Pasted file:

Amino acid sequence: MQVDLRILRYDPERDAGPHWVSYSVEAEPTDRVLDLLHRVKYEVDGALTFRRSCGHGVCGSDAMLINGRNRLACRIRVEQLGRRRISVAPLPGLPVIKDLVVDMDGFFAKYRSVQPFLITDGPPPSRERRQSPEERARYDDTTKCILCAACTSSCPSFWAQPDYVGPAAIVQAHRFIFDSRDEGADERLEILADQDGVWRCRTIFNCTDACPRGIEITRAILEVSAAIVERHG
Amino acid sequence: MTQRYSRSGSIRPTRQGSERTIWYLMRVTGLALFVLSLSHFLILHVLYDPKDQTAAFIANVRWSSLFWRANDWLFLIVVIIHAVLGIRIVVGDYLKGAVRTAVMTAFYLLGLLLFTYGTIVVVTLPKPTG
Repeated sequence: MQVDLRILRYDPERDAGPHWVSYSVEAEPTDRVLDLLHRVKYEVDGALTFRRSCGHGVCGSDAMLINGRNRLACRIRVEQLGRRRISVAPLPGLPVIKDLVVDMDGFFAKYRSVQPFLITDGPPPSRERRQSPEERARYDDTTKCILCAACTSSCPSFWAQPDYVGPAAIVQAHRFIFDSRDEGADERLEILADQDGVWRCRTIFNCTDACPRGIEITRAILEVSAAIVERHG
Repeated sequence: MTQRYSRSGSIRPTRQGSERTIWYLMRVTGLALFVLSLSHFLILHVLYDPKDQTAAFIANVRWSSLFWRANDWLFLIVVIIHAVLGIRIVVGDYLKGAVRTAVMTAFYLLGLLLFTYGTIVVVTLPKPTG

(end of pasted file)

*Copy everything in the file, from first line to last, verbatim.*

Amino acid sequence: MQVDLRILRYDPERDAGPHWVSYSVEAEPTDRVLDLLHRVKYEVDGALTFRRSCGHGVCGSDAMLINGRNRLACRIRVEQLGRRRISVAPLPGLPVIKDLVVDMDGFFAKYRSVQPFLITDGPPPSRERRQSPEERARYDDTTKCILCAACTSSCPSFWAQPDYVGPAAIVQAHRFIFDSRDEGADERLEILADQDGVWRCRTIFNCTDACPRGIEITRAILEVSAAIVERHG
Amino acid sequence: MTQRYSRSGSIRPTRQGSERTIWYLMRVTGLALFVLSLSHFLILHVLYDPKDQTAAFIANVRWSSLFWRANDWLFLIVVIIHAVLGIRIVVGDYLKGAVRTAVMTAFYLLGLLLFTYGTIVVVTLPKPTG
Repeated sequence: MQVDLRILRYDPERDAGPHWVSYSVEAEPTDRVLDLLHRVKYEVDGALTFRRSCGHGVCGSDAMLINGRNRLACRIRVEQLGRRRISVAPLPGLPVIKDLVVDMDGFFAKYRSVQPFLITDGPPPSRERRQSPEERARYDDTTKCILCAACTSSCPSFWAQPDYVGPAAIVQAHRFIFDSRDEGADERLEILADQDGVWRCRTIFNCTDACPRGIEITRAILEVSAAIVERHG
Repeated sequence: MTQRYSRSGSIRPTRQGSERTIWYLMRVTGLALFVLSLSHFLILHVLYDPKDQTAAFIANVRWSSLFWRANDWLFLIVVIIHAVLGIRIVVGDYLKGAVRTAVMTAFYLLGLLLFTYGTIVVVTLPKPTG